Personal profile

Research interests

My research interests are in mathematically modelling environmental phenomena. Very often such naturally occurring flows are two-phase; they feature both solid particles and fluid. Large-scale examples include avalanches of rocks and snow, volcanic ash clouds, landslides, debris and mud flows, and the erosion and transport of sediment in coastal environments. Modelling these flows requires the development of physically-relevant mathematical models and the computation of their solutions using analytical and numerical techniques. Much of the research is interdisciplinary, with colleagues from the departments of earth science and engineering in Bristol and beyond.

Ph.D. Projects

Below I describe some current projects and interests, but this list is not exhaustive and continually evolves. I am happy to discuss other potential project by e-mail. Please see my web pages for recent publications.

  1. Volcanic ash flows in the atmosphere
    Flows of volcanic ash are driven by the presence of suspended particles, which render the suspension denser than the surrounding fluid and this buoyancy difference drives the dispersion of the particle-laden cloud. The particles, however, continually settle out of the suspension, thus progressively reducing the excess density of the cloud and the speed of the flow. Volcanic ash clouds are also advected by atmospheric conditions and wind plays a major role in their dispersion.

    The 2010 eruption of Eyjafjallajokull in Iceland, which although relatively small for volcanic eruptions, caused very substantial disruption to air travel across western and northern Europe. The inability to predict the motion of the ash cloud with any accuracy became clear during this period; current models do not properly account for the motion of cloud through the atmosphere and its interaction with wind. These deficiencies will be addressed by this research to model the rise of the ash-laden volcanic plume through the atmosphere and its mixing with it, and the intrusion of the volcanic cloud through the atmosphere and its dispersion by the wind. The work could entail mathematical modelling, computation or laboratory experimentation on small-scale flows that share many features with these important environmental phenomena.

    (See \url{} for an implementation of a model of volcanic plume rise though a stratified, windy atmosphere.)

  2. Granular segregation

    Mixtures of particle with different sizes and densities tend not to remain uniformly mixed when flowing. For example, in an agitated mixture of particles, the smaller ones tend to migrate towards the bottom, a phenomenon which causes problems in industrial processing and which plays a major role in determining the deposit from large-scale flows of particles in the environment. However despite its inevitability, quantitative models of segregation remain in their infancy and we cannot predict the rate of segregation of a mixture of particle sizes with any certainty. This project would address this issue by developing new models to capture recent experimental measurements of granular segregation, by developing simulations of the process in particular flows and by calculating the deposit that would be left behind by such motions.

  3. Suspended sediment transport

    River currents and coastal waves may pick up sedimentary particles if their flow is sufficiently intense. Thereafter the particles are carried along in suspension with their submerged weight being supported by the action of fluid turbulence. It is important to be able to predict the quantity of sediment that a flow may transport so that accurate assessment may be made of the rates of coastal erosion or the effects of building new engineering structures, such as barrages and harbours on the surrounding environment. The current formulae for predicting this erosion are highly inaccurate and estimates may be incorrect by orders of magnitude. This Ph.D. project will adopt a new approach to modelling suspended sediment transport. It will employ recent ideas from studies of turbulent fluid flows in which coherent eddies and other flow structures have been identified. These structures are potent means for transporting sediment in suspension and this project will examine how models involving these flows may significantly improve our understanding and ability to quantify the amount of particulate material that may be transported.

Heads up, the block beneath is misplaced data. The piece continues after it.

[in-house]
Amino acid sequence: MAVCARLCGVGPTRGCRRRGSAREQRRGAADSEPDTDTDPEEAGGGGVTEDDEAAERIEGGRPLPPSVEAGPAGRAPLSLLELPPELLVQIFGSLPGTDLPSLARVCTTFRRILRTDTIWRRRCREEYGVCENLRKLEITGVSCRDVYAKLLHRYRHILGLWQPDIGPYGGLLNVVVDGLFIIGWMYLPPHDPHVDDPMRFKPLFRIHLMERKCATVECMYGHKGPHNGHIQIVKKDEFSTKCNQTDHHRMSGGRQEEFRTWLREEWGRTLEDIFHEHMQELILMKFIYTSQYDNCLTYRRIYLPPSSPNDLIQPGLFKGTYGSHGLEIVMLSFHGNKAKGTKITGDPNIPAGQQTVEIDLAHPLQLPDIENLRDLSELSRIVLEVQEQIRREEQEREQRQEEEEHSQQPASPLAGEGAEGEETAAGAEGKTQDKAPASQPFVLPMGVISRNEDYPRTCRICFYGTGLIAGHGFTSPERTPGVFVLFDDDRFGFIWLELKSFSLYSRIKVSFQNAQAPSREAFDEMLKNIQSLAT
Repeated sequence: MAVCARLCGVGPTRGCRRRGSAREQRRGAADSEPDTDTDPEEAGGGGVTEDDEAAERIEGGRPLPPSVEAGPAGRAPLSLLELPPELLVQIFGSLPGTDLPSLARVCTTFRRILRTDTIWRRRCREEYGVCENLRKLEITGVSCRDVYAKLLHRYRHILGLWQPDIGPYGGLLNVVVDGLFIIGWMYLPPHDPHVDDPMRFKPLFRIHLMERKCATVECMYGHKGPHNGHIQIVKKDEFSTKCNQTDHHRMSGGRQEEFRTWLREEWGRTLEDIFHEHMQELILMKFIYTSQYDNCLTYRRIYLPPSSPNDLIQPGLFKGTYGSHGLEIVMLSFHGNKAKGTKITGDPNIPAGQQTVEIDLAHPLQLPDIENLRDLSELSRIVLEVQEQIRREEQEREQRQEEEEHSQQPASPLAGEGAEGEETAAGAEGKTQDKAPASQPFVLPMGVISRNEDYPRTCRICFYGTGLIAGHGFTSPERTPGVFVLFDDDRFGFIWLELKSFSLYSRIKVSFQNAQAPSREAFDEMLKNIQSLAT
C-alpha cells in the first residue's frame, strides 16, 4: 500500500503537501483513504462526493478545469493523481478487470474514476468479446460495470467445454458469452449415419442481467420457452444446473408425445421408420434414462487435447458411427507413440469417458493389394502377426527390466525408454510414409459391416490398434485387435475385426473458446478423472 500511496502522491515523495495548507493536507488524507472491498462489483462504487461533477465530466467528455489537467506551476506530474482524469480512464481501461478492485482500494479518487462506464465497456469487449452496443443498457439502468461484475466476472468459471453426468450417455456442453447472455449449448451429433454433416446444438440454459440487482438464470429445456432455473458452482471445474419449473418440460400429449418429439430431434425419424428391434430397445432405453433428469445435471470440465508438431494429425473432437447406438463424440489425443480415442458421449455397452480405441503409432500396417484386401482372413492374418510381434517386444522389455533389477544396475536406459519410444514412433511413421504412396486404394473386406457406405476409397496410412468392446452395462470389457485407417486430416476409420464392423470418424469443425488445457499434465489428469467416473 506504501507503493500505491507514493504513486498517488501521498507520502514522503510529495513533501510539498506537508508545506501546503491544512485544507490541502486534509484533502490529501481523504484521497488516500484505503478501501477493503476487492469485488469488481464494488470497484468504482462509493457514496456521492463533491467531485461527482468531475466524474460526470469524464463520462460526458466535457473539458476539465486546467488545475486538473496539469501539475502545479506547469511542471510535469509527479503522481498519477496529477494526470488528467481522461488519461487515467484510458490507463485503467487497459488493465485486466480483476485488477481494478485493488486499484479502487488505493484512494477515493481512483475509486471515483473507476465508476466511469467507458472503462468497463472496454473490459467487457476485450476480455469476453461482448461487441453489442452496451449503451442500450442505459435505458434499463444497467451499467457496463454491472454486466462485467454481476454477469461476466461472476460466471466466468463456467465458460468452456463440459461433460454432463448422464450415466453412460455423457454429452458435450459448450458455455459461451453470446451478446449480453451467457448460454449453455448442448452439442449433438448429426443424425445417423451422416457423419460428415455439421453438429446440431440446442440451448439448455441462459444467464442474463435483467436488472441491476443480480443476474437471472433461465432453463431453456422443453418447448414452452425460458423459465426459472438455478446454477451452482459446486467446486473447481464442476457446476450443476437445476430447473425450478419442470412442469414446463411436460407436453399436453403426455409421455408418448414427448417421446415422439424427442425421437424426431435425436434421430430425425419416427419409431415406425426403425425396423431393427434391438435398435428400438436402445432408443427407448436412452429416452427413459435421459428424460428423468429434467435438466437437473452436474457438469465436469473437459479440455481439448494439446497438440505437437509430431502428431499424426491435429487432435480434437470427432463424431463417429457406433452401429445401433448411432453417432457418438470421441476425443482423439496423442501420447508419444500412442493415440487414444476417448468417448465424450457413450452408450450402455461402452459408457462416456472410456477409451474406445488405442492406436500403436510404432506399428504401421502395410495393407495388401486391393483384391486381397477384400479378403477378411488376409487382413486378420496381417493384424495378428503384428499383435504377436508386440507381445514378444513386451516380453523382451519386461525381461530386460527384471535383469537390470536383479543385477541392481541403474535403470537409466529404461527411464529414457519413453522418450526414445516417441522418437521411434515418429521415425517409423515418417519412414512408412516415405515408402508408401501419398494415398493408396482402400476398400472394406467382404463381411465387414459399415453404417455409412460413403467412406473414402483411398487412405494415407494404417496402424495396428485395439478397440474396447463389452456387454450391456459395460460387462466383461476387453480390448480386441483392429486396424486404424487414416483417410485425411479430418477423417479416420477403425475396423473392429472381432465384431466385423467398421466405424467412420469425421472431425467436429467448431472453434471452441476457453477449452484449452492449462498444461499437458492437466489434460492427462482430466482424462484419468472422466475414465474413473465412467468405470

4. Flows of mud, debris and viscoplastic materials

    When a fluid is highly laden with particles or contains a significant fraction of mud, it may exhibit dynamical features that differ strongly from situations in which the particulate phase is dilute. Most notably the fluid may exhibit a yield strength that must be overcome for motion to occur. Below this yield stress the material behaves like a solid, whereas above it, it flows like a fluid. Fluids with this property are termed viscoplastics and as well as occurring in environmental settings, they are common in industrial processes, in particular oil drilling and food manufacturing. The transition between solid-like and fluid-like behavior leads to complex behavior in even simple flow regimes. For example, environmental mud flows may abruptly arrest or form channelised and braided streams. Recent experiments and field observations have highlighted a number of these features and Ph.D. projects in this area would develop quantitative, mathematical models of the flows of these materials.

Structured keywords and research groupings

  • Cabot Institute Water Research
  • Cabot Institute Natural Hazards and Disasters Research
  • Cabot Institute Environmental Change Research


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Collaborations and top research areas from the last five years

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